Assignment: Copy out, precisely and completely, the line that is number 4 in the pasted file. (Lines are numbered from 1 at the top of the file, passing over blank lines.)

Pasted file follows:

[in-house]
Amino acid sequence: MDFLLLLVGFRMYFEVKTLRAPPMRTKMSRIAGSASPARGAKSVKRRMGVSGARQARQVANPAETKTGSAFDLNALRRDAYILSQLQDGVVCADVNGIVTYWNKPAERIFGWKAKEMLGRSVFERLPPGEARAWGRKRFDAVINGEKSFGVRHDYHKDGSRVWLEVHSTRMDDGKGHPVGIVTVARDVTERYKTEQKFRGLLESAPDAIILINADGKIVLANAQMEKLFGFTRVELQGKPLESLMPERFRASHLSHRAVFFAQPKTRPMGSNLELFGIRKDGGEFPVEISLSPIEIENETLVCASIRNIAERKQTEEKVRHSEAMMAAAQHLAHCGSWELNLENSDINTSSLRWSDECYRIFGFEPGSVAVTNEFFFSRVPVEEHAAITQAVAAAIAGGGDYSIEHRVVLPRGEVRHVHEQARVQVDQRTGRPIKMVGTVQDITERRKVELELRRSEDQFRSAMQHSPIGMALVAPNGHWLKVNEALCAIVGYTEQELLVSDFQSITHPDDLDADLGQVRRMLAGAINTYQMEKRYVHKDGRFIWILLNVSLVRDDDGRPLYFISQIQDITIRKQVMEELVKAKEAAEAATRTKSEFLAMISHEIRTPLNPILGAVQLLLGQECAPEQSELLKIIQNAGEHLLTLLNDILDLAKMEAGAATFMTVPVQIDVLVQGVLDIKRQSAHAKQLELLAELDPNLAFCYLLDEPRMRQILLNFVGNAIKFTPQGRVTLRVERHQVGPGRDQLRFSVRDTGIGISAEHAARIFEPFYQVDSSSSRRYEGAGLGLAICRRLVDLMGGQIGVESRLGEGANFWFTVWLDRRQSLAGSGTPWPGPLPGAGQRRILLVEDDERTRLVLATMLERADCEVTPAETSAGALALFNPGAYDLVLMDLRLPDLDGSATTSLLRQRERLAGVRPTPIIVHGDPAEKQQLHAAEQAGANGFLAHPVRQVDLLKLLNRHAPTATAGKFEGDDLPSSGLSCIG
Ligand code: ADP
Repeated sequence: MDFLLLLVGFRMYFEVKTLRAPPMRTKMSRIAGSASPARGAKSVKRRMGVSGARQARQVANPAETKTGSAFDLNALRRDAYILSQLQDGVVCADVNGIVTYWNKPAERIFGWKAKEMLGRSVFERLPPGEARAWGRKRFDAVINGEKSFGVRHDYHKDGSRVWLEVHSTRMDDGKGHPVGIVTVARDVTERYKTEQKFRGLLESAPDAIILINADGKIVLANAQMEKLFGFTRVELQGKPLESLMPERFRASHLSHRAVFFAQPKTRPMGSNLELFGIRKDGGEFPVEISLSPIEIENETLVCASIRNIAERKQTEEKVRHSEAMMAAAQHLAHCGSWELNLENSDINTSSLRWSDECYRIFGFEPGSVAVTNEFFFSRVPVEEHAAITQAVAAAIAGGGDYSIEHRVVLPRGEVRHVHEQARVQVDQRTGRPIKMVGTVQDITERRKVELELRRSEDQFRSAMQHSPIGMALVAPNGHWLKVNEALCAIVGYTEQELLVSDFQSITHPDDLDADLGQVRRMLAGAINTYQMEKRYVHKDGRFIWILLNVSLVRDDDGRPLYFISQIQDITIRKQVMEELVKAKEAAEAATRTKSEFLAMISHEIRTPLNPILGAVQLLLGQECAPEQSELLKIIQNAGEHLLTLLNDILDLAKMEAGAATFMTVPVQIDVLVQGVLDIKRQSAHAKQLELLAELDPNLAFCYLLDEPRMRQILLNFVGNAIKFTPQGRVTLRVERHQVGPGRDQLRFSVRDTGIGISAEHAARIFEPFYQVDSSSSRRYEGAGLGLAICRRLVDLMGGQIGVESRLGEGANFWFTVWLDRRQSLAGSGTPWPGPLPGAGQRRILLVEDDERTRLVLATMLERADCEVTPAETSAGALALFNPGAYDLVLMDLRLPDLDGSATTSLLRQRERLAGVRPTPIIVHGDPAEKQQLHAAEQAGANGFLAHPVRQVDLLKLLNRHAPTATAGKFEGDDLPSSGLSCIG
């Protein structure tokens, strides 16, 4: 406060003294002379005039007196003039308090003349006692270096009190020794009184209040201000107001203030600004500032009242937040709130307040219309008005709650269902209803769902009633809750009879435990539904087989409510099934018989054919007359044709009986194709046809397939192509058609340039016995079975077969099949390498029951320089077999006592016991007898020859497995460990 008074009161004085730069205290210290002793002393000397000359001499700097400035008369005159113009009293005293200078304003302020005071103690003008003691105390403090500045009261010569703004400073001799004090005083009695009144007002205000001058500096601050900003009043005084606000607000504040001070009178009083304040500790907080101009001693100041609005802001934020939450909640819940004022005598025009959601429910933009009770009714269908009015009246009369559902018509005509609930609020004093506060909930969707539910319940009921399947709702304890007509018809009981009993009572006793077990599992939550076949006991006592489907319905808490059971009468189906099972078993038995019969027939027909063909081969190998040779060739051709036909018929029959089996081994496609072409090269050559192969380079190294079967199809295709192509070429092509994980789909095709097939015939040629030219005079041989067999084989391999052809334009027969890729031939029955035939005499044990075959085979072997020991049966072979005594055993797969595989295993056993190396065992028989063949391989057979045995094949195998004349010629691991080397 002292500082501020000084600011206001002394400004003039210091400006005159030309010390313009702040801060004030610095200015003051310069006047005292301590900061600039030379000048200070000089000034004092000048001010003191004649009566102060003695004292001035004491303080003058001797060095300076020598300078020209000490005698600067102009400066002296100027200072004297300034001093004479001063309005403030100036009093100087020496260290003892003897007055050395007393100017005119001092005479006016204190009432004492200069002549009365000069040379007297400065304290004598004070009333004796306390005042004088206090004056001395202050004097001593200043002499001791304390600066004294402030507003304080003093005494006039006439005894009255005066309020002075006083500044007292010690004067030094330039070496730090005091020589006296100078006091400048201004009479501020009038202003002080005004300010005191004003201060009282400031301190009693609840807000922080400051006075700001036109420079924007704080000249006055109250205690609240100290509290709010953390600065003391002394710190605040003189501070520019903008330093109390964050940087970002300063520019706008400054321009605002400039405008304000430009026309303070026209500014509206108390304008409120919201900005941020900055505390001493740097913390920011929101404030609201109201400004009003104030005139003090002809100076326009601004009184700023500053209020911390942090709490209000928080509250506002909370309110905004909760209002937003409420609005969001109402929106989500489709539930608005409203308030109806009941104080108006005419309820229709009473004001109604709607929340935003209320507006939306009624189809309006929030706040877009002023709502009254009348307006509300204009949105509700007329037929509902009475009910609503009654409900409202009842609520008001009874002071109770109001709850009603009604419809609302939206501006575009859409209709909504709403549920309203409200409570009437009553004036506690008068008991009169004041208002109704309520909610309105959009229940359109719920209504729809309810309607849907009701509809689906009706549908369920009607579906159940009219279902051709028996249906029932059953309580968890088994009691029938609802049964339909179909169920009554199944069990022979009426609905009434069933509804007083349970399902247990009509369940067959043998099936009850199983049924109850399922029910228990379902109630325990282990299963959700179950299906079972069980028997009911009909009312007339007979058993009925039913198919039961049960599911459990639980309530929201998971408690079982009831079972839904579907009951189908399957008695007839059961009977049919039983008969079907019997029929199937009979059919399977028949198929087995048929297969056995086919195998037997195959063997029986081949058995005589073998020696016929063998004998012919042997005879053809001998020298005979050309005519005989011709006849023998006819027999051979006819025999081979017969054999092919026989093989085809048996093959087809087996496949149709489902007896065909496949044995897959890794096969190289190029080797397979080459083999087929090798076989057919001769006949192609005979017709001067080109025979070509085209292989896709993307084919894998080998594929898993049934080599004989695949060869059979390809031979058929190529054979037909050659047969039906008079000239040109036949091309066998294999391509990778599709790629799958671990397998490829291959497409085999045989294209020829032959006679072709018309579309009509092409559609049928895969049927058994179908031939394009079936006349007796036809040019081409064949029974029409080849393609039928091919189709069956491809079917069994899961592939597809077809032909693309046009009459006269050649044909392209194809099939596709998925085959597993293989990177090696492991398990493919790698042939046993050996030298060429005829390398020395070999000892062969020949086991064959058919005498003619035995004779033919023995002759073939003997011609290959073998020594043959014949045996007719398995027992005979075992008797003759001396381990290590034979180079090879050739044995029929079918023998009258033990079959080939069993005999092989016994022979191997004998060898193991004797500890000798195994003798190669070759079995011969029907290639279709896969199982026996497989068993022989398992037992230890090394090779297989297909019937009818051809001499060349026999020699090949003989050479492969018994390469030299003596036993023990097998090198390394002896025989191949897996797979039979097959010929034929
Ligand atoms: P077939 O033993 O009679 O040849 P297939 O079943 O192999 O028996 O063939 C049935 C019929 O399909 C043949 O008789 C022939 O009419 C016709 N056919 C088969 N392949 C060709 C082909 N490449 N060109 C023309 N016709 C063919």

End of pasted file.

Repeated sequence: MDFLLLLVGFRMYFEVKTLRAPPMRTKMSRIAGSASPARGAKSVKRRMGVSGARQARQVANPAETKTGSAFDLNALRRDAYILSQLQDGVVCADVNGIVTYWNKPAERIFGWKAKEMLGRSVFERLPPGEARAWGRKRFDAVINGEKSFGVRHDYHKDGSRVWLEVHSTRMDDGKGHPVGIVTVARDVTERYKTEQKFRGLLESAPDAIILINADGKIVLANAQMEKLFGFTRVELQGKPLESLMPERFRASHLSHRAVFFAQPKTRPMGSNLELFGIRKDGGEFPVEISLSPIEIENETLVCASIRNIAERKQTEEKVRHSEAMMAAAQHLAHCGSWELNLENSDINTSSLRWSDECYRIFGFEPGSVAVTNEFFFSRVPVEEHAAITQAVAAAIAGGGDYSIEHRVVLPRGEVRHVHEQARVQVDQRTGRPIKMVGTVQDITERRKVELELRRSEDQFRSAMQHSPIGMALVAPNGHWLKVNEALCAIVGYTEQELLVSDFQSITHPDDLDADLGQVRRMLAGAINTYQMEKRYVHKDGRFIWILLNVSLVRDDDGRPLYFISQIQDITIRKQVMEELVKAKEAAEAATRTKSEFLAMISHEIRTPLNPILGAVQLLLGQECAPEQSELLKIIQNAGEHLLTLLNDILDLAKMEAGAATFMTVPVQIDVLVQGVLDIKRQSAHAKQLELLAELDPNLAFCYLLDEPRMRQILLNFVGNAIKFTPQGRVTLRVERHQVGPGRDQLRFSVRDTGIGISAEHAARIFEPFYQVDSSSSRRYEGAGLGLAICRRLVDLMGGQIGVESRLGEGANFWFTVWLDRRQSLAGSGTPWPGPLPGAGQRRILLVEDDERTRLVLATMLERADCEVTPAETSAGALALFNPGAYDLVLMDLRLPDLDGSATTSLLRQRERLAGVRPTPIIVHGDPAEKQQLHAAEQAGANGFLAHPVRQVDLLKLLNRHAPTATAGKFEGDDLPSSGLSCIG